Legends of the Silver King Tractors
Multifaceted company generates tractor with enduring appeal
Left: The R66 Model Silver King tractor could plow five acres in a day, pulling one 14-inch plow with its Hercules 3-inch-by-4-inch bore and stroke engine.
The Silver King tractor and Fate-Root-Heath Co.
of Plymouth, Ohio, are the stuff of legends: Did Walter Chrysler
forget to secure the rights to the "Plymouth" name? Was the Silver
King so-named because of the silver sheen of a live plant? Did Mae
West own 90 Silver Kings for use in her California vineyard? These
rumors have made excellent fodder for stories about the Silver King
tractor and its companies.
What is known is that John D. Fate was involved in several early
companies, all manufacturers of brick and drain tile, in Plymouth:
J.D. Fate Co. in 1884, Fate-Freeze in 1888 and Fate Gunsallus Co.
in 1894, reverting to J.D. Fate Co. a couple of years after each
merger. In 1909, Fate moved in a different direction, organizing
the Plymouth Truck Co. to build gasoline trucks and buses. And in
1910, the company manufactured a lone Plymouth automobile.
Back to the drawing board
More than two decades later, this single Plymouth auto would
cause problems. Like other manufacturers of the time, Plymouth
Truck Co. decided to make a car to sell, the Plymouth Gasoline
Pleasure Vehicle. Wisely, company directors took the car on a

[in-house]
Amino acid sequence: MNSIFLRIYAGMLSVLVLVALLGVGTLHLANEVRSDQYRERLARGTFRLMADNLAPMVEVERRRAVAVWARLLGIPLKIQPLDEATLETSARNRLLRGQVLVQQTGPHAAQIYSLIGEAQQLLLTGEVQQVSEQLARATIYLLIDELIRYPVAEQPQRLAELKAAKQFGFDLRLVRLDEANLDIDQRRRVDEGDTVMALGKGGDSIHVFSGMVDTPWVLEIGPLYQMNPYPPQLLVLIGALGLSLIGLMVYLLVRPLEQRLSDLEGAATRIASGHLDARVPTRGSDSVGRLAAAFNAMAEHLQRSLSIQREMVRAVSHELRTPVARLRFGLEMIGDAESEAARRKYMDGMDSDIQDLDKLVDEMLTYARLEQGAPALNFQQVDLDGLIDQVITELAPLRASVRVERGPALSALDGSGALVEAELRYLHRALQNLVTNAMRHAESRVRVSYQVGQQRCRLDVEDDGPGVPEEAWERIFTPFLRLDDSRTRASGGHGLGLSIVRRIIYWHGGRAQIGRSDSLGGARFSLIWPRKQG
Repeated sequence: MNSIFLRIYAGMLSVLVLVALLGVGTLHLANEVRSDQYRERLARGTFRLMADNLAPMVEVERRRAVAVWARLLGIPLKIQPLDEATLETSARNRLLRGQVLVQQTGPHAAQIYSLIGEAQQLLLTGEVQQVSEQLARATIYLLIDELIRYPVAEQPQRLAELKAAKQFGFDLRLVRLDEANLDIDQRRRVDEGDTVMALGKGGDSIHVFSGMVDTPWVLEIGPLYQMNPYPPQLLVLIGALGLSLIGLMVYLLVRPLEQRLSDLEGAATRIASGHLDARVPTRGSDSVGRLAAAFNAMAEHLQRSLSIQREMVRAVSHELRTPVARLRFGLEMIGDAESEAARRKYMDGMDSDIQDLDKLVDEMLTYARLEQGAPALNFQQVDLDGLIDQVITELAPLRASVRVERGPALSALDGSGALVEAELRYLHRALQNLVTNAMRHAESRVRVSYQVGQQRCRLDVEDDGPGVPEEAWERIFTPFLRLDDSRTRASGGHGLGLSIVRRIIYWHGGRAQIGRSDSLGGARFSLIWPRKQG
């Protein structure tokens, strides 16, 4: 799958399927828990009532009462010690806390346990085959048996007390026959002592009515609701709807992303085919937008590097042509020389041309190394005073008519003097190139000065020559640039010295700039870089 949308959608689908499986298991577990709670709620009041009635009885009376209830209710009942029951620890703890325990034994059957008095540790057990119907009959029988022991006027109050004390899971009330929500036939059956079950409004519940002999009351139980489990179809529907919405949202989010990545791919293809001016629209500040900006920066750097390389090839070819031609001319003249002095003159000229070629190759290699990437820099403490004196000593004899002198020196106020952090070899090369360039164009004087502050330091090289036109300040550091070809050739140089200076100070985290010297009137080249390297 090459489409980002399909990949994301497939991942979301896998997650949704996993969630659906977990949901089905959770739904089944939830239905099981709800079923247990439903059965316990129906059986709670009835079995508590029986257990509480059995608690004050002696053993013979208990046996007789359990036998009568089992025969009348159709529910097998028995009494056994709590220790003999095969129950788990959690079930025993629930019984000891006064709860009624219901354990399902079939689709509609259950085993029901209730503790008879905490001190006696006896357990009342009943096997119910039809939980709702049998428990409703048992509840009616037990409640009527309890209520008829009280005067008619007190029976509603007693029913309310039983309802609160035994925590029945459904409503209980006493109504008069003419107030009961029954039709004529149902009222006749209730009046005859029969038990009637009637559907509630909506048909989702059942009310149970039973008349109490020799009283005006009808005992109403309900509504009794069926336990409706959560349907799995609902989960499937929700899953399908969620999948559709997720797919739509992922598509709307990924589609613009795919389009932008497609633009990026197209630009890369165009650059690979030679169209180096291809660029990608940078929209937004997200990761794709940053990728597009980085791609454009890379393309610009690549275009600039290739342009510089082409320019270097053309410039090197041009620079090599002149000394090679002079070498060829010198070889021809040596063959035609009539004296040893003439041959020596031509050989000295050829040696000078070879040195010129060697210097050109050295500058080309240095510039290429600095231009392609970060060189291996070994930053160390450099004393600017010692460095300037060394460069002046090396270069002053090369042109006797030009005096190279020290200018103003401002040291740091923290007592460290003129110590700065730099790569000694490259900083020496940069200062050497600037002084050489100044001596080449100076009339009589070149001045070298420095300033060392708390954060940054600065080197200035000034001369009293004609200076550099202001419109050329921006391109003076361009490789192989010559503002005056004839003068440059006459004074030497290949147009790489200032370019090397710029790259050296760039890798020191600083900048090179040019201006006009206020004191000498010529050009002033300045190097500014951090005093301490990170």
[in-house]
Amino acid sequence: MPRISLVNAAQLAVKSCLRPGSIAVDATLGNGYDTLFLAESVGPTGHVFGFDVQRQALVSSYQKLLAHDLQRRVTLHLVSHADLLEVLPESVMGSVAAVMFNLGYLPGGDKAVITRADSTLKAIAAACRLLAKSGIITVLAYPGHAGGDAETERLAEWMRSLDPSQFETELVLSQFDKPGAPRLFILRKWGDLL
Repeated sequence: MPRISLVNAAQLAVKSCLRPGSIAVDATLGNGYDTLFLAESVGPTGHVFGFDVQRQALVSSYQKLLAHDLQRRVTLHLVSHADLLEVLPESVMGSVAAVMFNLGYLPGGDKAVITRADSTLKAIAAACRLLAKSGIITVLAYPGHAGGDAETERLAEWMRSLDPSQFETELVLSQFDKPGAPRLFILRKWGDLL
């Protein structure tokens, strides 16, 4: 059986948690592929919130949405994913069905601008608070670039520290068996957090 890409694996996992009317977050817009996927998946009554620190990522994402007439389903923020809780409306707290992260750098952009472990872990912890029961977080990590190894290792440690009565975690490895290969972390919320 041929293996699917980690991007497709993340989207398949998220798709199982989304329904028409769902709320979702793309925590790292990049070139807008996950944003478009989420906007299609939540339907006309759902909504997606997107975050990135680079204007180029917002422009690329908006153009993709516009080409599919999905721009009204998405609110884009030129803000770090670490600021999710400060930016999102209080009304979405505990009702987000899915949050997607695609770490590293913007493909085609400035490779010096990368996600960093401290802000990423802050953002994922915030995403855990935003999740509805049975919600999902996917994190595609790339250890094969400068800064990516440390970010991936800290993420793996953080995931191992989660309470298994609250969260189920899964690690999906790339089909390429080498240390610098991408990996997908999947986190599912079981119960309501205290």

maiden trip to New York City. Halfway there, a cylinder casting
broke, so they loaded the auto onto a railroad flatcar, themselves
into a coach car, and headed home. On the way, they decided to
limit car production to one unit.
In 1912, the company was asked to manufacture a commercial
locomotive. Locomotives quickly became the company's most
profitable product, and trucks, buses and cars were dropped from
In 1919, the Root Brothers Co. and the Heath Foundry combined
with the Fate Co. to form Fate-Root-Heath Co. J.D. Fate, Percy Root
and Charley Heath were the principals. The company continued to
manufacture locomotives and clay extrusion machinery.
The Great Depression of the 1930s hit FRH hard. As orders for
Plymouth locomotives dwindled to nothing, management decided they
needed a new product. In 1933, the company began manufacturing the
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